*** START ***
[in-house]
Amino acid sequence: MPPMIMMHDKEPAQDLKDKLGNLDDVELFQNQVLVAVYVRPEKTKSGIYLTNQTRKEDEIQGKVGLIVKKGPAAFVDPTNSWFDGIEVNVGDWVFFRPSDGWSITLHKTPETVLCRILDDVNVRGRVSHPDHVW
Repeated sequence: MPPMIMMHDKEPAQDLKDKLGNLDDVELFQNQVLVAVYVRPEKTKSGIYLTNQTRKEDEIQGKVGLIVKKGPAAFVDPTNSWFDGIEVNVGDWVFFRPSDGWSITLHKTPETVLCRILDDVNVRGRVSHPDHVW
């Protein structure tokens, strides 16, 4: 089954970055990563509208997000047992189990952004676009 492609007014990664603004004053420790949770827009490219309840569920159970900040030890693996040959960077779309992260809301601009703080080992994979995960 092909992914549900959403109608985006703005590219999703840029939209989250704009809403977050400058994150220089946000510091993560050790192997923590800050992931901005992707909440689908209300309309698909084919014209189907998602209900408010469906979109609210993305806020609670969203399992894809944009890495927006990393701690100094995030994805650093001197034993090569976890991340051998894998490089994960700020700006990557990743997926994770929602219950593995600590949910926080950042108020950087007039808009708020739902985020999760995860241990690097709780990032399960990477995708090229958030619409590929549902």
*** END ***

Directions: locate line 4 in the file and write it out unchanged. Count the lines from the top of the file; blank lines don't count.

């Protein structure tokens, strides 16, 4: 089954970055990563509208997000047992189990952004676009 492609007014990664603004004053420790949770827009490219309840569920159970900040030890693996040959960077779309992260809301601009703080080992994979995960 092909992914549900959403109608985006703005590219999703840029939209989250704009809403977050400058994150220089946000510091993560050790192997923590800050992931901005992707909440689908209300309309698909084919014209189907998602209900408010469906979109609210993305806020609670969203399992894809944009890495927006990393701690100094995030994805650093001197034993090569976890991340051998894998490089994960700020700006990557990743997926994770929602219950593995600590949910926080950042108020950087007039808009708020739902985020999760995860241990690097709780990032399960990477995708090229958030619409590929549902």